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Book part
Publication date: 8 March 2022

Erik Lindhult

One common feature of different variants of participatory and action research is rejection of technocratic, undemocratic elements in science and inquiry, aiming to break…

Abstract

One common feature of different variants of participatory and action research is rejection of technocratic, undemocratic elements in science and inquiry, aiming to break the dominance of traditional academic views of science. These variants open up broader participation of people, and emancipate knowledge creation for the production of actionable knowledge with transformative potentials. The purpose of this chapter is to recognize and clarify a striving for knowledge democracy in these explicit or implicit democratizing ambitions and tendencies in the sense of broadening the participation of concerned parties in research and development work on open and equal terms. This recent concept, still in the process of formulation, has been proposed as a global mobilizing and unifying thinking for distributed networks and movements for participatory oriented research. The concept and movement had an initial embedding in the First Global Assembly for Knowledge Democracy in June 2017, Cartagena, Columbia. The purpose of the chapter is to elaborate on the meaning of knowledge democracy as a vision for the participatory and action research community. Particularly I will distinguish between different orientation to knowledge democracy, and the character of the logic of a more, open, democratic and coproductive science that can be a carrier of it.

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Transformative Research and Higher Education
Type: Book
ISBN: 978-1-80117-695-8

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Article
Publication date: 1 March 2009

Elizabeth Pinnington, Josh Lerner and Daniel Schugurensky

In 1989, the Brazilian city of Porto Alegre initiated a model of budget participation known internationally as "participatory budgeting." In this process of diagnosis…

Abstract

In 1989, the Brazilian city of Porto Alegre initiated a model of budget participation known internationally as "participatory budgeting." In this process of diagnosis, deliberation and decision-making, city residents directly decide how to allocate part of a public budget, typically at the level of municipal government. During the past two decades, hundreds of cities in Latin America, Europe, Asia, and Africa have adapted this model of participatory democracy to their own contexts. In this article, we explore one of the first Canadian experiments of participatory budgeting. In Guelph, Ontario, a civil society organization called the Neighbourhood Support Coalition uses participatory budgeting to allocate of public and private funds. We discuss the Canadian context for this experiment, as well as the history and evolution of participatory budgeting in Guelph. Based on four years of interviews, ethnographic observation, and primary and secondary literature, we identify several lessons learned through the Guelph process, as well as the conditions that have enabled its development and posed challenges for its success.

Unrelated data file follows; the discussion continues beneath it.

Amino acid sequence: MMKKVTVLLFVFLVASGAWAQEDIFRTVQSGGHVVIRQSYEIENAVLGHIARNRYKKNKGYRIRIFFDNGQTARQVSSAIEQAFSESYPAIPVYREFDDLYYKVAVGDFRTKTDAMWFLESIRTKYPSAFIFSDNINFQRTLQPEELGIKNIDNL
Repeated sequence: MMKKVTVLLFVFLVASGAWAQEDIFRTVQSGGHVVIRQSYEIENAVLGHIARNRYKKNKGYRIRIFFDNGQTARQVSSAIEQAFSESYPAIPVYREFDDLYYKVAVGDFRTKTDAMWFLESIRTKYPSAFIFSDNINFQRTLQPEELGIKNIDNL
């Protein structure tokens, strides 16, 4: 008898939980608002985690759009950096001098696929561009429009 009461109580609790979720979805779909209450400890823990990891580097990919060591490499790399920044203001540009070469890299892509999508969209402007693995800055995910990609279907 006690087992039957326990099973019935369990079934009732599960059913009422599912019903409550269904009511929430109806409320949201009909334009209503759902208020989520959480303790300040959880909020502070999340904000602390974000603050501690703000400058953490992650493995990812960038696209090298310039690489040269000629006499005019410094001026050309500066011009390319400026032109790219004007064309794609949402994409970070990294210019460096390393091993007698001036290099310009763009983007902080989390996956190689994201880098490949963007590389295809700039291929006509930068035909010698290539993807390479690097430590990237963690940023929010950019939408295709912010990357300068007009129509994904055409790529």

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Journal of Public Budgeting, Accounting & Financial Management, vol. 21 no. 3
Type: Research Article
ISSN: 1096-3367

Abstract

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International Journal of Sociology and Social Policy, vol. 12 no. 4/5/6/7
Type: Research Article
ISSN: 0144-333X

Abstract

Details

Crises and Popular Dissent
Type: Book
ISBN: 978-1-80043-362-5

Content available
Article
Publication date: 30 November 2020

Lucy J. Parry, Hans Asenbaum and Selen A. Ercan

The purpose of this paper is to demonstrate how a systemic view of democracy can provide insights into the myriad ways in which the COVID-19 pandemic affects democracies

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Abstract

Purpose

The purpose of this paper is to demonstrate how a systemic view of democracy can provide insights into the myriad ways in which the COVID-19 pandemic affects democracies worldwide. This enables the authors to offer practical suggestions for strengthening democracy through meaningful participation in the spaces where deficits are most apparent.

Design/methodology/approach

The authors use the systems approach that has emerged from the deliberative and participatory democracy literature in recent years to map out the impacts of COVID-19. In this paper, the authors set out this approach as an agenda for future, more comprehensive research.

Findings

The authors’ preliminary overview suggests that democratic spaces are reconfigured during COVID-19, with participatory spaces shrinking, overlapping and invading each other. Based on the systemic overview, the authors suggest participatory interventions to address particular points of weakness such as accountability.

Originality/value

Taking a systemic approach to analysing COVID-19’s impacts on democracy enables the authors to understand the pressure points where democratic values and participation are under strain and where citizens’ participation is essential not only for strengthening democracy but also addressing the public health challenge of COVID-19.

Details

Transforming Government: People, Process and Policy, vol. 15 no. 2
Type: Research Article
ISSN: 1750-6166

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Abstract

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Radical Proceduralism
Type: Book
ISBN: 978-1-80043-721-0

Article
Publication date: 8 January 2018

Ali Safari, Reza Salehzadeh and Elham Ghaziasgar

Organizational democracy is the new model of organizational design for a Democratic Age, and out of this new model grows a freedom-centered and healthy climate. Democratic…

Abstract

Purpose

Organizational democracy is the new model of organizational design for a Democratic Age, and out of this new model grows a freedom-centered and healthy climate. Democratic management is a key to greater organization success and a necessity to gain higher levels of performance and innovation. The purpose of this paper is to explore the antecedents and consequences of organizational democracy in an Iranian context.

Design/methodology/approach